- CBC News corrects story on Environment Canada report acknowledging no change in extreme precipitation linked to urban flooding:
Urban flooding is certainly an important issue to be addressed. And there are many factors that affect today's flood risks as explored in a previous post. While the insurance industry has suggested a link between increasing flood damages to increasing rain extremes due to climate change, given the wealth of evidence pointing to other quantifiable factors like increasing hydrologic and hydraulic stresses - and no change in rainfall extremes! - means that there is not even a correlation much less a causation relationship between flood damage and rain extreme trends (i.e., damages are up but rain intensities are down). This was pointed out in my Financial Post OpEd.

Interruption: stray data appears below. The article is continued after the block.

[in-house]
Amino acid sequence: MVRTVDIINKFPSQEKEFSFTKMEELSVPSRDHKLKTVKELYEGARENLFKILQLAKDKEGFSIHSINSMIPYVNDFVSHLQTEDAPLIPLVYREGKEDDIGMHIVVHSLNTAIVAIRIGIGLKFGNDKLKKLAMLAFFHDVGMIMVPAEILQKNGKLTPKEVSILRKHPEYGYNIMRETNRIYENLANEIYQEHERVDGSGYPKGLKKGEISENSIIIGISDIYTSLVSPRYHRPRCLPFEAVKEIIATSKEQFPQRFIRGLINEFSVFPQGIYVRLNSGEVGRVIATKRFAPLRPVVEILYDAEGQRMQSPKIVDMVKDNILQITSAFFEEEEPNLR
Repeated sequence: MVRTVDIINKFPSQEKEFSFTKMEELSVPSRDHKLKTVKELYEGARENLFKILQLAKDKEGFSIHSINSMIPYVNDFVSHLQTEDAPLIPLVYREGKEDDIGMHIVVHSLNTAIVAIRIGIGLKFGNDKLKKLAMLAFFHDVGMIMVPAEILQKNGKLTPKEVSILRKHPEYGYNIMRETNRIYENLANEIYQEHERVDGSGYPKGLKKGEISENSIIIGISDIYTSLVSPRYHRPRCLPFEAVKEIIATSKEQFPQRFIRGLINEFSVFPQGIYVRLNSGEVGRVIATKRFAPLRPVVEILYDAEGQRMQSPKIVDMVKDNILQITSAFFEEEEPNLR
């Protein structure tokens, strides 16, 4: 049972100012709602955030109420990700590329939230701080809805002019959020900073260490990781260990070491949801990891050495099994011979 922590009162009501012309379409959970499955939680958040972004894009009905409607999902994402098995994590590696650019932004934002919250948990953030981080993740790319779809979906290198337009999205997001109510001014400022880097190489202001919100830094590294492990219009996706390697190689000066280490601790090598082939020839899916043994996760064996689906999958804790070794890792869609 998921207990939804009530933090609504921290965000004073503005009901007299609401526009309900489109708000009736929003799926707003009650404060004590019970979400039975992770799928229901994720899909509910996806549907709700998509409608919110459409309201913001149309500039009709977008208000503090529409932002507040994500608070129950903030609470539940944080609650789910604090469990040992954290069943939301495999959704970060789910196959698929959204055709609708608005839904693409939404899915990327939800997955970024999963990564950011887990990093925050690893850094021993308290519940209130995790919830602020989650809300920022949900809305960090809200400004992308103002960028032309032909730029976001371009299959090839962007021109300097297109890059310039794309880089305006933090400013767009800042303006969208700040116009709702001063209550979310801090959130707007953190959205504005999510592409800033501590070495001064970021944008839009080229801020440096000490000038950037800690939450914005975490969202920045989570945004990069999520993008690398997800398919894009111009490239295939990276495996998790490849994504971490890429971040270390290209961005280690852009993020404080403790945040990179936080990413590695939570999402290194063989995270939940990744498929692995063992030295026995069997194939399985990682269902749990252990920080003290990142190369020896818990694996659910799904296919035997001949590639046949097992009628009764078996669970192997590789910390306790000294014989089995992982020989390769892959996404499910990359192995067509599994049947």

Effective flood mitigation strategies must recognize the intrinsic capacity limitations in the vast amount of legacy infrastructure built over 30 years ago, and focus on reducing risks by addressing any level of service gaps through adaptation. Cost-effective and timely methods can include increasing the conveyance capacity of grey infrastructure, as opposed to mitigating rain/weather stresses that have not appeared to change, based on official, national engineering datasets. While such infrastructure investments should consider potential future climate effects, and we have many examples of analyzing stormwater and wastewater systems for such effects, past trends do not point to an increase to date in rainfall extremes. As a result, derived intensity duration frequency values for the stations reviewed above, based on values in the Version 3.0 datasets, shows an overall decrease in design intensities for small frequent and large rare storms across southern Ontario - those results were presented in a previous post, as shown below: